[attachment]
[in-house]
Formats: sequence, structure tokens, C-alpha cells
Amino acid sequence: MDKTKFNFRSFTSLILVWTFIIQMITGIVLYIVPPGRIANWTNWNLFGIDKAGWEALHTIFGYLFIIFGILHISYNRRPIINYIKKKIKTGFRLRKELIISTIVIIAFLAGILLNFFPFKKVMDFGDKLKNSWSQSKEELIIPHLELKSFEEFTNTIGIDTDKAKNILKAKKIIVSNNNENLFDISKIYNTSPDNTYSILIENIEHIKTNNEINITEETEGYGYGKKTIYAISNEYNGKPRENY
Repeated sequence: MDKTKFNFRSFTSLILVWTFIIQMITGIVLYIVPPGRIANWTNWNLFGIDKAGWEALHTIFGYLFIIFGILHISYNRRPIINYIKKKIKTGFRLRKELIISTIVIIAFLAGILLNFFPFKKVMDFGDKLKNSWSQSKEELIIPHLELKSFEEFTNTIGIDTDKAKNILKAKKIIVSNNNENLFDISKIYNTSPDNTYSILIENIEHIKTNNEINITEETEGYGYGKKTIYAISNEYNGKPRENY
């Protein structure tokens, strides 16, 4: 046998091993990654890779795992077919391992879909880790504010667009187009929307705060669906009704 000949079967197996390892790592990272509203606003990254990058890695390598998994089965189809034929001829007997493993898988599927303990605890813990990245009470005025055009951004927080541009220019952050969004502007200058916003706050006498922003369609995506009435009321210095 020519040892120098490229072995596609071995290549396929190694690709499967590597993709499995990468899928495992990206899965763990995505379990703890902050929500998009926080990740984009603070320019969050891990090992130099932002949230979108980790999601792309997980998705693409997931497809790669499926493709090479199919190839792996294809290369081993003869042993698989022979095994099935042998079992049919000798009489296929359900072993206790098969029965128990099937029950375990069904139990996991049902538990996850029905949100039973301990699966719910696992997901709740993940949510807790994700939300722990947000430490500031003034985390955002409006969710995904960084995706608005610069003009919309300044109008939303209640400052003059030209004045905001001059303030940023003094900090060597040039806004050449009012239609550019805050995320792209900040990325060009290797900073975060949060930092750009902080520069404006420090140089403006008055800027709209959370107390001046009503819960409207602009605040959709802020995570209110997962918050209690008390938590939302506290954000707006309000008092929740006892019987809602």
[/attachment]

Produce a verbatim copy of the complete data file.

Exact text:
[in-house]
Formats: sequence, structure tokens, C-alpha cells
Amino acid sequence: MDKTKFNFRSFTSLILVWTFIIQMITGIVLYIVPPGRIANWTNWNLFGIDKAGWEALHTIFGYLFIIFGILHISYNRRPIINYIKKKIKTGFRLRKELIISTIVIIAFLAGILLNFFPFKKVMDFGDKLKNSWSQSKEELIIPHLELKSFEEFTNTIGIDTDKAKNILKAKKIIVSNNNENLFDISKIYNTSPDNTYSILIENIEHIKTNNEINITEETEGYGYGKKTIYAISNEYNGKPRENY
Repeated sequence: MDKTKFNFRSFTSLILVWTFIIQMITGIVLYIVPPGRIANWTNWNLFGIDKAGWEALHTIFGYLFIIFGILHISYNRRPIINYIKKKIKTGFRLRKELIISTIVIIAFLAGILLNFFPFKKVMDFGDKLKNSWSQSKEELIIPHLELKSFEEFTNTIGIDTDKAKNILKAKKIIVSNNNENLFDISKIYNTSPDNTYSILIENIEHIKTNNEINITEETEGYGYGKKTIYAISNEYNGKPRENY
């Protein structure tokens, strides 16, 4: 046998091993990654890779795992077919391992879909880790504010667009187009929307705060669906009704 000949079967197996390892790592990272509203606003990254990058890695390598998994089965189809034929001829007997493993898988599927303990605890813990990245009470005025055009951004927080541009220019952050969004502007200058916003706050006498922003369609995506009435009321210095 020519040892120098490229072995596609071995290549396929190694690709499967590597993709499995990468899928495992990206899965763990995505379990703890902050929500998009926080990740984009603070320019969050891990090992130099932002949230979108980790999601792309997980998705693409997931497809790669499926493709090479199919190839792996294809290369081993003869042993698989022979095994099935042998079992049919000798009489296929359900072993206790098969029965128990099937029950375990069904139990996991049902538990996850029905949100039973301990699966719910696992997901709740993940949510807790994700939300722990947000430490500031003034985390955002409006969710995904960084995706608005610069003009919309300044109008939303209640400052003059030209004045905001001059303030940023003094900090060597040039806004050449009012239609550019805050995320792209900040990325060009290797900073975060949060930092750009902080520069404006420090140089403006008055800027709209959370107390001046009503819960409207602009605040959709802020995570209110997962918050209690008390938590939302506290954000707006309000008092929740006892019987809602």